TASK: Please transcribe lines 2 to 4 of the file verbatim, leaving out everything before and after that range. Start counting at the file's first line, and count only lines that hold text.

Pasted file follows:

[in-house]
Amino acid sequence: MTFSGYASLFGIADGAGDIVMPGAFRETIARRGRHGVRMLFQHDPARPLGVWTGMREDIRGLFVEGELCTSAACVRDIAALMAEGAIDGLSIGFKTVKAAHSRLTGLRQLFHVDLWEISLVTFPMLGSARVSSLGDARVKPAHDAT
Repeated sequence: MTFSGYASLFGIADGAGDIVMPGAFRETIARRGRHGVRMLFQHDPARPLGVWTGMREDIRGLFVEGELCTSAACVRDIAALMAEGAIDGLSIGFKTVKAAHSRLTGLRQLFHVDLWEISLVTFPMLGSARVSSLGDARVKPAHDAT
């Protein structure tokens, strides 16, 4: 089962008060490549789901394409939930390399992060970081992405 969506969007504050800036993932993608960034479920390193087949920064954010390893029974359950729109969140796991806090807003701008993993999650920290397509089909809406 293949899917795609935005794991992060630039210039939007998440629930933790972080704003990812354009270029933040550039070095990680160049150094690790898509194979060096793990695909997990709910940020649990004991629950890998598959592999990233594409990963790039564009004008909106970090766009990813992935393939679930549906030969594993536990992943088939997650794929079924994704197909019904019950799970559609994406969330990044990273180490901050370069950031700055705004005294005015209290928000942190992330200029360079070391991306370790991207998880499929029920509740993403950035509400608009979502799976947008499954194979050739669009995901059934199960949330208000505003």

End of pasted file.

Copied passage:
Amino acid sequence: MTFSGYASLFGIADGAGDIVMPGAFRETIARRGRHGVRMLFQHDPARPLGVWTGMREDIRGLFVEGELCTSAACVRDIAALMAEGAIDGLSIGFKTVKAAHSRLTGLRQLFHVDLWEISLVTFPMLGSARVSSLGDARVKPAHDAT
Repeated sequence: MTFSGYASLFGIADGAGDIVMPGAFRETIARRGRHGVRMLFQHDPARPLGVWTGMREDIRGLFVEGELCTSAACVRDIAALMAEGAIDGLSIGFKTVKAAHSRLTGLRQLFHVDLWEISLVTFPMLGSARVSSLGDARVKPAHDAT
């Protein structure tokens, strides 16, 4: 089962008060490549789901394409939930390399992060970081992405 969506969007504050800036993932993608960034479920390193087949920064954010390893029974359950729109969140796991806090807003701008993993999650920290397509089909809406 293949899917795609935005794991992060630039210039939007998440629930933790972080704003990812354009270029933040550039070095990680160049150094690790898509194979060096793990695909997990709910940020649990004991629950890998598959592999990233594409990963790039564009004008909106970090766009990813992935393939679930549906030969594993536990992943088939997650794929079924994704197909019904019950799970559609994406969330990044990273180490901050370069950031700055705004005294005015209290928000942190992330200029360079070391991306370790991207998880499929029920509740993403950035509400608009979502799976947008499954194979050739669009995901059934199960949330208000505003």